It sounded like Caspian said “Yellow?” when he answered. He sounded exhausted and Vereint had the suspicion that he’d dragged the guy out of bed.

“This is Vereint,” he said. “Do you know where Warrick is? I don’t want to come across as some kind of worried housewife or something, but he said he was going to be home an hour ago and my parents are supposed to be showing up soon.”

“I haven’t heard from him.” There was a rustle of cloth as Caspian sat up. “He’s pretty tight assed about keeping to his schedule. He hasn’t called you or anything?”

Vereint rolled his eyes. “Do you think I’d be calling you if I knew he was supposed to be late? He went out for a quick patrol and said he was going to be home to help me.” He felt a nervous roll go through his stomach, but forced himself to stay in control. He wasn’t going to let himself panic over every little thing. “Do you think you can check to see if he left a location in the database or anything?”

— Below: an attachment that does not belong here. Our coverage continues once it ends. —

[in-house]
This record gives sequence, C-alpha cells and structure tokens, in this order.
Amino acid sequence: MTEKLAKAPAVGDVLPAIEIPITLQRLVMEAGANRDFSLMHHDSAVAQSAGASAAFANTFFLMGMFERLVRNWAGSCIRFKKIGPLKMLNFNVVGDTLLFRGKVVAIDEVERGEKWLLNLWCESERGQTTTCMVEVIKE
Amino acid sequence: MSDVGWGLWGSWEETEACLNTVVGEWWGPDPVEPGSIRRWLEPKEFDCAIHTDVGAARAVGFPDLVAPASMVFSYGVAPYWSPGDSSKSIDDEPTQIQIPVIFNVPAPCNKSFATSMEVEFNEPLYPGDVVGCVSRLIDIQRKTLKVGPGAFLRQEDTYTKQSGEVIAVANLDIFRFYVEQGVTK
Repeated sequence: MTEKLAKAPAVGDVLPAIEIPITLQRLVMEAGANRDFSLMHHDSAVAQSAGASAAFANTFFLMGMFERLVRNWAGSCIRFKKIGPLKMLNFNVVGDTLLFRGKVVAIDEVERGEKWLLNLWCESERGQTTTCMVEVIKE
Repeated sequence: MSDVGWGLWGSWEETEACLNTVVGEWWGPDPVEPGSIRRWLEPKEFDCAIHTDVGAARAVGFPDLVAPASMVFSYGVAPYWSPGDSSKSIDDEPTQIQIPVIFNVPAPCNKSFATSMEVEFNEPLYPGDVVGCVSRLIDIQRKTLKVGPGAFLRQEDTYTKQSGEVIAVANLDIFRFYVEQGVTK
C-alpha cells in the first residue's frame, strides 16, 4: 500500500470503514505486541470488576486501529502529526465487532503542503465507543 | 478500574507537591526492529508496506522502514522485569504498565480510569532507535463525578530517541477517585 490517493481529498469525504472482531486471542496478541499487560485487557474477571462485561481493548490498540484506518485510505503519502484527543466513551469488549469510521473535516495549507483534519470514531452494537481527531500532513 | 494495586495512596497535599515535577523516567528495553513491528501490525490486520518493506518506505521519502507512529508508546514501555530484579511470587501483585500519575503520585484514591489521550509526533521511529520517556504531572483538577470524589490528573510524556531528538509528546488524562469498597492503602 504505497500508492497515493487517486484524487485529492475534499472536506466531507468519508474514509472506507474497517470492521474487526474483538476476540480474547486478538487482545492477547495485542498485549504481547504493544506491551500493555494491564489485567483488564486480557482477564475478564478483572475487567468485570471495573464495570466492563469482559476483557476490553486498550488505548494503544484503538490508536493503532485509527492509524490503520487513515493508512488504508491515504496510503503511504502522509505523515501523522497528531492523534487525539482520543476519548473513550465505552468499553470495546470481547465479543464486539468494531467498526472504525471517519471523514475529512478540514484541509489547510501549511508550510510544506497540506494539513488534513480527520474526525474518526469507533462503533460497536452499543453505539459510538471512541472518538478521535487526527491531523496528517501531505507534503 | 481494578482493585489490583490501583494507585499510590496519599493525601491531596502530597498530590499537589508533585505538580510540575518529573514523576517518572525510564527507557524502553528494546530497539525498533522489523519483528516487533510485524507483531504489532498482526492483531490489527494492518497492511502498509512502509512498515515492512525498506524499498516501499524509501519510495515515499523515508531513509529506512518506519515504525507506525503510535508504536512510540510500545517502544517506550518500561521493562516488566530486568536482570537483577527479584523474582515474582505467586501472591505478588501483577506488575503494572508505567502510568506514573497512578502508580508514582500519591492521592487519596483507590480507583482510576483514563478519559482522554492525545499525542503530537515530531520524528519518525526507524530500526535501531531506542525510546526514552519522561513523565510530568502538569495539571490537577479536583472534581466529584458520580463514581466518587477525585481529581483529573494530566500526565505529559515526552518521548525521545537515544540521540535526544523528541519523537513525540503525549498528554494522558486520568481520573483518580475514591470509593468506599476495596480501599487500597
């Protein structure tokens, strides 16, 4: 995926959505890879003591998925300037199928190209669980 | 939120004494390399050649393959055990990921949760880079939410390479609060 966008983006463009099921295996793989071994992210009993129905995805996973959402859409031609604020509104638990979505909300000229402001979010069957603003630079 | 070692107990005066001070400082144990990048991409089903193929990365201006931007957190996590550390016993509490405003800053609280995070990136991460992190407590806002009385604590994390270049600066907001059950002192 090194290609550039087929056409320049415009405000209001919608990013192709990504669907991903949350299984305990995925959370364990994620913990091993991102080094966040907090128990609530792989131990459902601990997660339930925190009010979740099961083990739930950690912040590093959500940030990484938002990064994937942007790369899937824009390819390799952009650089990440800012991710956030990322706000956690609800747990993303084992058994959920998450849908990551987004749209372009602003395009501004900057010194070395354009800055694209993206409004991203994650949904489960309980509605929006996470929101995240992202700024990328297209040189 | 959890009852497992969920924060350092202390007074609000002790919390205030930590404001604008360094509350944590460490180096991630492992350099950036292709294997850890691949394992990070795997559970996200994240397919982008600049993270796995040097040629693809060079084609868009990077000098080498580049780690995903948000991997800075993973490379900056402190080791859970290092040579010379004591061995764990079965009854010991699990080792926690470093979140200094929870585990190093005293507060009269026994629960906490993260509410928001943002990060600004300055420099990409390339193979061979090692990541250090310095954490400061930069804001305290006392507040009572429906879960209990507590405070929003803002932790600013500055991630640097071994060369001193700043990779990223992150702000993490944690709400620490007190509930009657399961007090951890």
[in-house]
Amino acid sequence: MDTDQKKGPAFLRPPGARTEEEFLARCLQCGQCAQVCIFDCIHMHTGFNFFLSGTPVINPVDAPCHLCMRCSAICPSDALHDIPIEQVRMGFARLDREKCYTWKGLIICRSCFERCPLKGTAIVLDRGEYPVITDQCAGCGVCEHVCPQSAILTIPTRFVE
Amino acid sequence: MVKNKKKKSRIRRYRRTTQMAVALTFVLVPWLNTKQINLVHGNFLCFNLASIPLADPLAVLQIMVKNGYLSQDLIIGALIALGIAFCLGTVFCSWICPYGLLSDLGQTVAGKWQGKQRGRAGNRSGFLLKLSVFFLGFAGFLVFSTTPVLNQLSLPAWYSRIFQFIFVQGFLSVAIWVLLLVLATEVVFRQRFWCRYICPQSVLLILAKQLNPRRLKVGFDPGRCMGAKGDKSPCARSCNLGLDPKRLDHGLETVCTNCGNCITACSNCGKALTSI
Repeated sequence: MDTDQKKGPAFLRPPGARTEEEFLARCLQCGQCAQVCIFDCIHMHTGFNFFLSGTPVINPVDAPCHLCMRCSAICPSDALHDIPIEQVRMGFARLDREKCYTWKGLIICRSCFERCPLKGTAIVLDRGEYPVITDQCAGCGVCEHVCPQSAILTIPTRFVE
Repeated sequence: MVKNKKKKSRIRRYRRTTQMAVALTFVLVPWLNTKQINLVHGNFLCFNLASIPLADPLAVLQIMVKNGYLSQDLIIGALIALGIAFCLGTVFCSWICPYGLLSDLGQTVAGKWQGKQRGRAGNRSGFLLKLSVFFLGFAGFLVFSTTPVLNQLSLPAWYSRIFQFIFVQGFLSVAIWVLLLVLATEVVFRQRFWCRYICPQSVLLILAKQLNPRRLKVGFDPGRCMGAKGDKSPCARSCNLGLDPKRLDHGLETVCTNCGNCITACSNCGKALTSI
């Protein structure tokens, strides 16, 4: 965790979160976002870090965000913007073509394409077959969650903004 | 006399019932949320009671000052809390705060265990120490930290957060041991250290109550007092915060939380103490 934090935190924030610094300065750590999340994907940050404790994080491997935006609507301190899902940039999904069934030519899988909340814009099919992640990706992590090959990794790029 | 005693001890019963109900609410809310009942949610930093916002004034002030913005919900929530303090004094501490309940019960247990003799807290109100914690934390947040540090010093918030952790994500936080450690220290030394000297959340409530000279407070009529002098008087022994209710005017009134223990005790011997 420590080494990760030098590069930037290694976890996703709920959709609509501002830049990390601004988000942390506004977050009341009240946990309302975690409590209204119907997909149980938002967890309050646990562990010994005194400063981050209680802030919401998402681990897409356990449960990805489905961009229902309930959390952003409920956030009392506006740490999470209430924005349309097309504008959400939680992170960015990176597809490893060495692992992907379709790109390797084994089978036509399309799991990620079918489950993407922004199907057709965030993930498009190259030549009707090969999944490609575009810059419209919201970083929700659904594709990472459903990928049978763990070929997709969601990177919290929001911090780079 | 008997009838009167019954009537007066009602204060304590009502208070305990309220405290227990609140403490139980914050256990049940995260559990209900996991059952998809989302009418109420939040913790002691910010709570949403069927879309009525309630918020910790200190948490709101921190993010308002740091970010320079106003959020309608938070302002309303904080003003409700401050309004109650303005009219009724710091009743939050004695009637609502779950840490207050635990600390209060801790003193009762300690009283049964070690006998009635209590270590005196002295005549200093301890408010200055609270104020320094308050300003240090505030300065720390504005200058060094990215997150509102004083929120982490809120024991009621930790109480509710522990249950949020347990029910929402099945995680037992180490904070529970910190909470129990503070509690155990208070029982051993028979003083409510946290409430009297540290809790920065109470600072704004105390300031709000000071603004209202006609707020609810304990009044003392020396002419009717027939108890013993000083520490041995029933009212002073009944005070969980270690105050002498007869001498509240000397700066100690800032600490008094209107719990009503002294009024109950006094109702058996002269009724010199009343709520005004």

“I’ll check it out,” Caspian said, then hung up.

Vereint stood there for a long moment, staring at the phone in his hand. Warrick had said there was nothing happening, that he was just going to take a quick look around. If something unexpected had happened…

He shook his head. Warrick was fine. He was going to come walking through the front door and maybe it would turn out that he’d stopped off at the grocery store or something and he hadn’t bothered to charge his phone. Never mind that Warrick was nearly anal about making sure that everything he carried was ready for immediate use, his phone included.